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On average, office workers can expect more than 2 days of telecommuting

Vaccination is one of the fastest in Europe among European countries, and as restrictions are lifted, both office workers and their employers need to rethink how and where they want to work after an epidemic. Wokcloud24, which offers digital solutions for flexible workspace and hybrid workforce management, says most companies are already working on reorganizing their work schedules.

Although everyday life is constantly returning to normal, many social and work habits have changed permanently. , and it is certain that people will not want to return to the office full-time and will rather retain the benefits of less commuting time, more leisure time and a better work-life balance. Several recent surveys in Europe show that 70-90% of workers want teleworking to be possible after COVID.

A recent survey by the Urban Land Institute found that the average time allowed for telework will increase from 0.9 days per week before COVID to 2.2 days after the epidemic among office workers. This forces employers to introduce flexible work area strategies for their employees, as they will not spend all their teleworking time at home

Teleworking is not just about working from home, but all about working from home. working outside the office. In fact, most workers do not want to stay home full time because homeoffice is not an attractive choice for every working day due to a lack of a suitable workstation, lack of social life or even a lack of summer air conditioning.

also changed companies ’attitudes towards the office. Firms need to rethink their workplace strategies and try to find the right balance for their employees to work in a central office, from home, or elsewhere. According to a recent survey by real estate consultants UrbaniteAdvisors, which leases a total of 13 million square feet of office space, 80% of employers will allow employees to set up their daily workstations at any of the company’s sites, and 34% plan to open new satellite offices. 59% of companies plan to give employees the opportunity to work in co-working offices, thus further increasing working flexibility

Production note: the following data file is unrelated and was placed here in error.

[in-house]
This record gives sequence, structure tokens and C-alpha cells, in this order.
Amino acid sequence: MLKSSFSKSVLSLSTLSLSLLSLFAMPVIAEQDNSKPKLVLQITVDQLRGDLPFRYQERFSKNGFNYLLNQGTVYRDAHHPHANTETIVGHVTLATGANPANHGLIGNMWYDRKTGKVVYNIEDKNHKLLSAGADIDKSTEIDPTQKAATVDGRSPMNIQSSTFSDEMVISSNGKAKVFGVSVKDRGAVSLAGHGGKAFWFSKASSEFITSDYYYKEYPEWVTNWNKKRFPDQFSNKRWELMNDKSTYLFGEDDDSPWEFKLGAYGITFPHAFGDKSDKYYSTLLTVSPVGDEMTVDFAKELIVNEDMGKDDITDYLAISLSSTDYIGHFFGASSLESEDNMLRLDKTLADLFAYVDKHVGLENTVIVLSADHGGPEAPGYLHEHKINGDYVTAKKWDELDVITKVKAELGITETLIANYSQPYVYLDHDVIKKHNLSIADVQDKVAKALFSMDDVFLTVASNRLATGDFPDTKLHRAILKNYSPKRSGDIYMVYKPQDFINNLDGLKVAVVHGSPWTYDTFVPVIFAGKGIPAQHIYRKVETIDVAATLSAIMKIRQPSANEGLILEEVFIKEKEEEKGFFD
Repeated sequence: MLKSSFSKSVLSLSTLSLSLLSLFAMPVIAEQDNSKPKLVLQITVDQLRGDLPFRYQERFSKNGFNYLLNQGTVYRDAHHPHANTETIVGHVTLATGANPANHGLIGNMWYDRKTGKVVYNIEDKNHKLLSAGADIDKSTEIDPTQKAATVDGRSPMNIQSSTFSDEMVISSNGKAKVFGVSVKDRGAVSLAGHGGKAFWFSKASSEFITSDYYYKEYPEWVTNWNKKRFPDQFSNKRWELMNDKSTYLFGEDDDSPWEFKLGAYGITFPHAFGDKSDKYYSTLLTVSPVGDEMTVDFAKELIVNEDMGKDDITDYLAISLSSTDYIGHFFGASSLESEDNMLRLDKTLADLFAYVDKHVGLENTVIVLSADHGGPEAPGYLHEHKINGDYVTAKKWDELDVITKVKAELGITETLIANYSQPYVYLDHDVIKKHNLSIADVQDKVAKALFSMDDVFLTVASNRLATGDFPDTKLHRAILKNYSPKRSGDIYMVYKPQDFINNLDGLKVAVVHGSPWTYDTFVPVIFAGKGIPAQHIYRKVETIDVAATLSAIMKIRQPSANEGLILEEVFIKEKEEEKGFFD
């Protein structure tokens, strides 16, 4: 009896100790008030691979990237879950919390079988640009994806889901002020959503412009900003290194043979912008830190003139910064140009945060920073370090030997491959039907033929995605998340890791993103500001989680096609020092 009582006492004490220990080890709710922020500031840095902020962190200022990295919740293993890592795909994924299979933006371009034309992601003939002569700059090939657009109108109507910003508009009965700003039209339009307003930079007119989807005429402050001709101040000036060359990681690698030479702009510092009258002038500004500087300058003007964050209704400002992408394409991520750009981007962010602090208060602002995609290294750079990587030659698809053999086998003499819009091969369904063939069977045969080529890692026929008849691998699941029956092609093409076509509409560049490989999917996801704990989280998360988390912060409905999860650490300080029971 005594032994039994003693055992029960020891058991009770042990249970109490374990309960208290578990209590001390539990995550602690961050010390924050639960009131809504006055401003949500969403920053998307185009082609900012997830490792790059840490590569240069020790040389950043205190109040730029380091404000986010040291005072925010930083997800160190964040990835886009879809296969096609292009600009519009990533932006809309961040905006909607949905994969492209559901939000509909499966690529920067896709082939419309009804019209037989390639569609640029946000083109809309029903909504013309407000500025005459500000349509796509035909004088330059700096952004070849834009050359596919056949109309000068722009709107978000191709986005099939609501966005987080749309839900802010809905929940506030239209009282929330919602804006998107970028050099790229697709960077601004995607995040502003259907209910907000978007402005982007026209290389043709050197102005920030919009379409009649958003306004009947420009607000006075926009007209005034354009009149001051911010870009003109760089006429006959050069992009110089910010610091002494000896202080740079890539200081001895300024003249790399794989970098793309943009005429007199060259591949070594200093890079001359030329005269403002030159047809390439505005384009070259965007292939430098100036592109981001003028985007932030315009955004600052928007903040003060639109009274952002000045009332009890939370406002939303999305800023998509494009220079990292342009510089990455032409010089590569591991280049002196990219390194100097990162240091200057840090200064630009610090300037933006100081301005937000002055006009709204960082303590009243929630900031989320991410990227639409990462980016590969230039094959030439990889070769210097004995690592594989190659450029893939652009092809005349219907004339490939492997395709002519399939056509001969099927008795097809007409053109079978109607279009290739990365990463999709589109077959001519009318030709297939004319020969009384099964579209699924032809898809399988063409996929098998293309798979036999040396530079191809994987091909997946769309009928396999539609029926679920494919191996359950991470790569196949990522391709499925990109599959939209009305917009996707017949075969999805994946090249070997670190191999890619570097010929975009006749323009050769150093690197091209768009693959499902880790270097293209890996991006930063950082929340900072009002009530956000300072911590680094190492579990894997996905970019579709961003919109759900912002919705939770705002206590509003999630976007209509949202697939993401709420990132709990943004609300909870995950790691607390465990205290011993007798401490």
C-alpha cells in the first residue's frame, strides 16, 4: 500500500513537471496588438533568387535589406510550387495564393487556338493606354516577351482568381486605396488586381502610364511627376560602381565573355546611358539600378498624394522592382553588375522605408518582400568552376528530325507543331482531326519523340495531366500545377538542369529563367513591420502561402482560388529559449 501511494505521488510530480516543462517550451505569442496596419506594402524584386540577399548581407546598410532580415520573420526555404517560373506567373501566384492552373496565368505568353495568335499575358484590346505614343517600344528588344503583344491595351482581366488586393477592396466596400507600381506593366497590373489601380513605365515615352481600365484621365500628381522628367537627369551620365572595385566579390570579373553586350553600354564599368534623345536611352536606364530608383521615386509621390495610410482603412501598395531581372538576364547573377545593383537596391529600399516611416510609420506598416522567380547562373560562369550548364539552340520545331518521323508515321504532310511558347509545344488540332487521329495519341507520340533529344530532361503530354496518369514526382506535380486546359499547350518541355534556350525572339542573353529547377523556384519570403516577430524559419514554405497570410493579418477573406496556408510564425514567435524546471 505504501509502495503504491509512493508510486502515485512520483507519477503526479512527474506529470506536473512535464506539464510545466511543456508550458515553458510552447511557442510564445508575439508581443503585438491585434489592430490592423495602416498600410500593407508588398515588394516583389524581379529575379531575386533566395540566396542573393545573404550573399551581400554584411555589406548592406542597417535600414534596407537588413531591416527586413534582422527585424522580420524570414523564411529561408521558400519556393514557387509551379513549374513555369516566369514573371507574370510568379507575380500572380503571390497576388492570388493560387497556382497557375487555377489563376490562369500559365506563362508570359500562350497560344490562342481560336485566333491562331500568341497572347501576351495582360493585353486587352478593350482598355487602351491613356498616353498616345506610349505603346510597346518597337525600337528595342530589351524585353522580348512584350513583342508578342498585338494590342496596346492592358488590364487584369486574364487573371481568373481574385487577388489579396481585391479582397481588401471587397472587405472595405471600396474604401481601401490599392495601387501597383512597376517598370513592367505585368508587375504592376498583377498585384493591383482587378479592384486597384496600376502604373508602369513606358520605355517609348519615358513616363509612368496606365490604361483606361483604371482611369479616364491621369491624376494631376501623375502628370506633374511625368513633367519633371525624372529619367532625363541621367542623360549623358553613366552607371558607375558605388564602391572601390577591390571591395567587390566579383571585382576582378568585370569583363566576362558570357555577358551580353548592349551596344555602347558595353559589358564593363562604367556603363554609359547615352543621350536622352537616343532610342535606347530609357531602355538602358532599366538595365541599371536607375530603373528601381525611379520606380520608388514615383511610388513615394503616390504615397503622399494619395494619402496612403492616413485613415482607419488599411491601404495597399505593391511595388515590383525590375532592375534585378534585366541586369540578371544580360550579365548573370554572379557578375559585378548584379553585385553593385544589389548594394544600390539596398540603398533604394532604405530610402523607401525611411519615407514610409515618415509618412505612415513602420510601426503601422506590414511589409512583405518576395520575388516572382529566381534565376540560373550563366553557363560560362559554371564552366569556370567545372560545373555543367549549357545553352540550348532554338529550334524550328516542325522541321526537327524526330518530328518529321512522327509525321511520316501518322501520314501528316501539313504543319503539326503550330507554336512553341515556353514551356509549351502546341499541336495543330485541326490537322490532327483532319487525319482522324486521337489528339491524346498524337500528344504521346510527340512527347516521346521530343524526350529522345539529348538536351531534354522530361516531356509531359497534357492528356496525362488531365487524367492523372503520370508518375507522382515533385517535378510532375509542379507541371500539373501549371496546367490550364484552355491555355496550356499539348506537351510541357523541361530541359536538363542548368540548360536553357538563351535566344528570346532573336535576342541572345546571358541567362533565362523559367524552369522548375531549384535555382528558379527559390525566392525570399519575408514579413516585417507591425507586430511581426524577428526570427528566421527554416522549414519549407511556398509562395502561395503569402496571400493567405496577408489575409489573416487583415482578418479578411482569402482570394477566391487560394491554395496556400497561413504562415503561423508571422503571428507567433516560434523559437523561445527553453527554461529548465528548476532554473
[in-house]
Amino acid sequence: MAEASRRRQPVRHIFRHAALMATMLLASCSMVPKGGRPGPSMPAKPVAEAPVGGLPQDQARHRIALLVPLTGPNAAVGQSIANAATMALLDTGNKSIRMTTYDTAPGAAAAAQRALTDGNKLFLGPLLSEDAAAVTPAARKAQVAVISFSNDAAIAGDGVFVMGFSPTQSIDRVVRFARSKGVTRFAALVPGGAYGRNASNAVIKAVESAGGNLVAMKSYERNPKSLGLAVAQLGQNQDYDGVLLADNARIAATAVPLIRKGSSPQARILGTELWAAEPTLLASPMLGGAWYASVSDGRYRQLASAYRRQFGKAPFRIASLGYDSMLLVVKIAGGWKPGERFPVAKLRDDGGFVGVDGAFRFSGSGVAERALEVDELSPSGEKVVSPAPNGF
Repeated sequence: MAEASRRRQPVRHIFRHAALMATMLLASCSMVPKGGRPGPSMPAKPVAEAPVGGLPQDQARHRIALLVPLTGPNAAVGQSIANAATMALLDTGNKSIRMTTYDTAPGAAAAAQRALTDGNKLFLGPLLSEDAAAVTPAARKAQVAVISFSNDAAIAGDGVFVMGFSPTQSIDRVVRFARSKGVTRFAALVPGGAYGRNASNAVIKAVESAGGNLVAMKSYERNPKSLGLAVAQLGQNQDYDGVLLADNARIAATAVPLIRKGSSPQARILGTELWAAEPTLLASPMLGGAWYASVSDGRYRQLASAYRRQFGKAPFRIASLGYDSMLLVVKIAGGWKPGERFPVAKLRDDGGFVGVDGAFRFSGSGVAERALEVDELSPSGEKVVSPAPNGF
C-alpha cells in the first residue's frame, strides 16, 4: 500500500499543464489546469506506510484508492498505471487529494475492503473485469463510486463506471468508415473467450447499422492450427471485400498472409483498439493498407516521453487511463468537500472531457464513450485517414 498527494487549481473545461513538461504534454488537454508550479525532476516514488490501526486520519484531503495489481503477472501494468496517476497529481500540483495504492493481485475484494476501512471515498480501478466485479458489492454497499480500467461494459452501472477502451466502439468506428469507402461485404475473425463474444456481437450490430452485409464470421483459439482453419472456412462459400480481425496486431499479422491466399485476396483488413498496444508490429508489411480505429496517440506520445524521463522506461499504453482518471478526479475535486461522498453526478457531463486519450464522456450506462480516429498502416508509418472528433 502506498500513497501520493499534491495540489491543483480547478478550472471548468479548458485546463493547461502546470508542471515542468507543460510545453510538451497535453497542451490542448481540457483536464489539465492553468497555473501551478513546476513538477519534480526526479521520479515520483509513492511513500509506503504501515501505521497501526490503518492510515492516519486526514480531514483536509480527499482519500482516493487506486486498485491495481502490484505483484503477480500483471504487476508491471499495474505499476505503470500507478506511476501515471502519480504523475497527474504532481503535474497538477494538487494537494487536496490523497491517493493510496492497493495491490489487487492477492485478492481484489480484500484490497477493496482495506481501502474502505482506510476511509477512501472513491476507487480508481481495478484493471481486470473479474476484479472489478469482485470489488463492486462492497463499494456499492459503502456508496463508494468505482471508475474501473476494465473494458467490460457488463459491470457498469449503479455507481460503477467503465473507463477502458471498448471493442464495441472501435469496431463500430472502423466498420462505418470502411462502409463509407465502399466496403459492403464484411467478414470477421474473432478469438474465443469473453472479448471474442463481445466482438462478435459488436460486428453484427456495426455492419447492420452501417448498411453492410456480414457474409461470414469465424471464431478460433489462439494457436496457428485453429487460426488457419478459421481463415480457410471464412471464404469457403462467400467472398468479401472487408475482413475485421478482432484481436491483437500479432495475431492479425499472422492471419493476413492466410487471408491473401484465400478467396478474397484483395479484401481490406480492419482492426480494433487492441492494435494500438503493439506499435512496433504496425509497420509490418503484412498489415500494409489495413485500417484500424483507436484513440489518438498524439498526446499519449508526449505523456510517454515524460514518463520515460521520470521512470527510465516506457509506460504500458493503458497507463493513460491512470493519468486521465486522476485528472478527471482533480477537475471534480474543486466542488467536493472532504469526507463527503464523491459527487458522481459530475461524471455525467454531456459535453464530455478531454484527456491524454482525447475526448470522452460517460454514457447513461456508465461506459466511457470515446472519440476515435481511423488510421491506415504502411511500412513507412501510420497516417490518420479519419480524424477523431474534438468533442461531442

Due to budget constraints and the increasing adjustment of business plans office tenants are moving towards short-term leases and more flexible terms. This requires new services and a more flexible approach from landlords, which they are often not necessarily willing to provide. In many cases, the number of staff who can visit the head office on a given day is also limited, either because a hasty decision was made to reduce the size of the leased space, or because the team was expanded in anticipation of post-COVID economic recovery, or because distance recommendations they are also in place and may make it impossible to use the full capacity of the offices for years to come. Together, these trends exponentially increase the demand for products offered by flexible office providers.

“We have begun to rethink old habits and processes and, as a result, create new products and services that lead to new business models through digitization. “I believe that in the future, the office market must serve customers not only until the signing of the lease, but also beyond. Space as an office is a thing of the past, space as a service is the future,” says Hubert Abt, New WorkOffices in Hungary. and CEO of workcloud24

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Sandra Loyd
Sandra is the Reporter working for World Weekly News. She loves to learn about the latest news from all around the world and share it with our readers.

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